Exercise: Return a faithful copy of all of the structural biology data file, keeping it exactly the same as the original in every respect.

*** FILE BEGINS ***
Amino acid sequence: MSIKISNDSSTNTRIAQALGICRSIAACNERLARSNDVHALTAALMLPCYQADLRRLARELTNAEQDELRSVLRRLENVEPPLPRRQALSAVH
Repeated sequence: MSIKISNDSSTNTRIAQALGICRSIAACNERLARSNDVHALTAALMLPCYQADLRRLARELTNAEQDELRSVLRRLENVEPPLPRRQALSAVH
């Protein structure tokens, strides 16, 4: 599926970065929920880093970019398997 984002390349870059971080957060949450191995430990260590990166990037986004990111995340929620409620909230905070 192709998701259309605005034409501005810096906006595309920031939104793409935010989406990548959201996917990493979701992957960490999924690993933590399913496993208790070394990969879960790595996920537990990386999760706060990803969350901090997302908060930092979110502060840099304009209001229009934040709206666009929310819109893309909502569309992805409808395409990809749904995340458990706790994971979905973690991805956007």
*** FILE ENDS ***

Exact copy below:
Amino acid sequence: MSIKISNDSSTNTRIAQALGICRSIAACNERLARSNDVHALTAALMLPCYQADLRRLARELTNAEQDELRSVLRRLENVEPPLPRRQALSAVH
Repeated sequence: MSIKISNDSSTNTRIAQALGICRSIAACNERLARSNDVHALTAALMLPCYQADLRRLARELTNAEQDELRSVLRRLENVEPPLPRRQALSAVH
């Protein structure tokens, strides 16, 4: 599926970065929920880093970019398997 984002390349870059971080957060949450191995430990260590990166990037986004990111995340929620409620909230905070 192709998701259309605005034409501005810096906006595309920031939104793409935010989406990548959201996917990493979701992957960490999924690993933590399913496993208790070394990969879960790595996920537990990386999760706060990803969350901090997302908060930092979110502060840099304009209001229009934040709206666009929310819109893309909502569309992805409808395409990809749904995340458990706790994971979905973690991805956007």